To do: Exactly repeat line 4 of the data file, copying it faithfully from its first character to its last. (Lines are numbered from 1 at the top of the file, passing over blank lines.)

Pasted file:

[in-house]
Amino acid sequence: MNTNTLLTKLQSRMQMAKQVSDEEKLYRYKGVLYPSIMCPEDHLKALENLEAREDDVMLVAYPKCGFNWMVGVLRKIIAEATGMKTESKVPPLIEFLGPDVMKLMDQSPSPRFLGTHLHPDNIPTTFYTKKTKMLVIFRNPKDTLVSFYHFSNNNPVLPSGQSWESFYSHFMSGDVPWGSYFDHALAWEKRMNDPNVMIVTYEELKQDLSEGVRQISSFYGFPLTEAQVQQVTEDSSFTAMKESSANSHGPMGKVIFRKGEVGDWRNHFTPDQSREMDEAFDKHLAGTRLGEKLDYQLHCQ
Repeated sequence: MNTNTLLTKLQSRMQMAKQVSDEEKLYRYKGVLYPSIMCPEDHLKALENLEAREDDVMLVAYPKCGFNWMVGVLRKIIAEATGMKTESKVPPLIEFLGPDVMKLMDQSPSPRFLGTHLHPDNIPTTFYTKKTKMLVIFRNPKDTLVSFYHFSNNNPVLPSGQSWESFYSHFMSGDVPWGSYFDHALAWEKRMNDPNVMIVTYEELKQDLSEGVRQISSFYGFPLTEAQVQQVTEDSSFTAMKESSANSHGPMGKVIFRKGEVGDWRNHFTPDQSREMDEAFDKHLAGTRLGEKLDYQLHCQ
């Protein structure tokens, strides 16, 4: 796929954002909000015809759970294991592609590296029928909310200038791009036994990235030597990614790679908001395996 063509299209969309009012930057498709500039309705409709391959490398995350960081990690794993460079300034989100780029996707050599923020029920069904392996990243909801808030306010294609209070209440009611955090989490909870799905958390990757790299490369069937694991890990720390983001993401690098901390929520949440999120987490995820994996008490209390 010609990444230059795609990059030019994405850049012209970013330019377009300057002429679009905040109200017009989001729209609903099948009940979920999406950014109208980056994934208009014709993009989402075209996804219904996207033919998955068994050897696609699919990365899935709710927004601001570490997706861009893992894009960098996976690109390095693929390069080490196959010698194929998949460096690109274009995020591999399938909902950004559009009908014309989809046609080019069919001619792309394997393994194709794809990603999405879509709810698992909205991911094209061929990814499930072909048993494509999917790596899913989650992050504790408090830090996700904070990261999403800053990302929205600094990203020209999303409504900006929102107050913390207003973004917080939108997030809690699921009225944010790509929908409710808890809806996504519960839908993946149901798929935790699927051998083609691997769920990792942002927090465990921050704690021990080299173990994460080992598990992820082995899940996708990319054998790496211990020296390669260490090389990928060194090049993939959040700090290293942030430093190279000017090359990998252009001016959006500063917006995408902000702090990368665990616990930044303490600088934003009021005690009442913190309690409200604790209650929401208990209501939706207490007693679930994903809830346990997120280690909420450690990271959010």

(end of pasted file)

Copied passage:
């Protein structure tokens, strides 16, 4: 796929954002909000015809759970294991592609590296029928909310200038791009036994990235030597990614790679908001395996 063509299209969309009012930057498709500039309705409709391959490398995350960081990690794993460079300034989100780029996707050599923020029920069904392996990243909801808030306010294609209070209440009611955090989490909870799905958390990757790299490369069937694991890990720390983001993401690098901390929520949440999120987490995820994996008490209390 010609990444230059795609990059030019994405850049012209970013330019377009300057002429679009905040109200017009989001729209609903099948009940979920999406950014109208980056994934208009014709993009989402075209996804219904996207033919998955068994050897696609699919990365899935709710927004601001570490997706861009893992894009960098996976690109390095693929390069080490196959010698194929998949460096690109274009995020591999399938909902950004559009009908014309989809046609080019069919001619792309394997393994194709794809990603999405879509709810698992909205991911094209061929990814499930072909048993494509999917790596899913989650992050504790408090830090996700904070990261999403800053990302929205600094990203020209999303409504900006929102107050913390207003973004917080939108997030809690699921009225944010790509929908409710808890809806996504519960839908993946149901798929935790699927051998083609691997769920990792942002927090465990921050704690021990080299173990994460080992598990992820082995899940996708990319054998790496211990020296390669260490090389990928060194090049993939959040700090290293942030430093190279000017090359990998252009001016959006500063917006995408902000702090990368665990616990930044303490600088934003009021005690009442913190309690409200604790209650929401208990209501939706207490007693679930994903809830346990997120280690909420450690990271959010």